Table 1 shows the proportion of children with accidental damage to their permanent incisors by age and gender. The proportions of children damaging their permanent incisors increased with increasing age from 5% at age eight to 13% by age 15. Within each age group more boys suffered damage than girls. This reflected the pattern seen in previous surveys.
Since 1983, the proportion of children with trauma has decreased by at least half in all age groups. In the last decade the decline has been most pronounced among 12-year-old boys, with a reduction in the proportion having accidental damage from 25% in 1993 to 14% in 2003.
The types of accidental damage and the treatment provided are shown in Table 2. When considering types of damage and treatment to teeth in this survey it is important to remember that an individual tooth is counted only once. For example, a tooth that has been lost due to trauma and replaced would only be recorded under the 'permanent replacement category' not as 'missing due to trauma'. Untreated fractures involving enamel only were the most common trauma-related finding for all age groups. The prevalence, for all incisors, rose from 4.1 per thousand incisors at age eight to 10.2 per thousand incisors at age 15.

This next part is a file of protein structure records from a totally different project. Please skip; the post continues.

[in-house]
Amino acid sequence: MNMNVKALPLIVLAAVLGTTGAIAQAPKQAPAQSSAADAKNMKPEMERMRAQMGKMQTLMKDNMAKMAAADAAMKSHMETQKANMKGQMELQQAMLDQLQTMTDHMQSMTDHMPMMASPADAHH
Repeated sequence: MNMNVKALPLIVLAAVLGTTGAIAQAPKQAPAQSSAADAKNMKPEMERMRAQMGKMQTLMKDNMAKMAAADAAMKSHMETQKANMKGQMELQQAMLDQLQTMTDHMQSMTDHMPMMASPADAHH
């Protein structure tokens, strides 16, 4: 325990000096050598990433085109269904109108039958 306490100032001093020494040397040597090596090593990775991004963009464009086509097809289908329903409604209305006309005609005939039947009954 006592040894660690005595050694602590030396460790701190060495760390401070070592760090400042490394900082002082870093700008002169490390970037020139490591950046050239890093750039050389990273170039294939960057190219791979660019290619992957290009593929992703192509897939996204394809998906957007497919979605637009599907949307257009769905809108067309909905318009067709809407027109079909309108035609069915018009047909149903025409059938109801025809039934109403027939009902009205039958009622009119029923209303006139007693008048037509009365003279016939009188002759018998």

Upper central incisors are the teeth most likely to sustain damage and the higher rates of accidental damage reflect this. However, it is not surprising to note that the trend for central incisors alone was similar to that for all incisors. The prevalence of enamel fractures in upper incisors was 10.7 per thousand at age eight rising to 27.6 per thousand at age 12, a substantial decrease since 1993 when the prevalence was 45.7 per thousand upper central incisors at age 12. Similarly the proportion of incisors sustaining fractures of enamel and dentine has decreased; for example, 5.9 per thousand central incisors at age 15 in 2003 compared with 14.7 per thousand in 1993. Similar, although smaller, decreases in enamel dentine fractures were seen for the other age groups.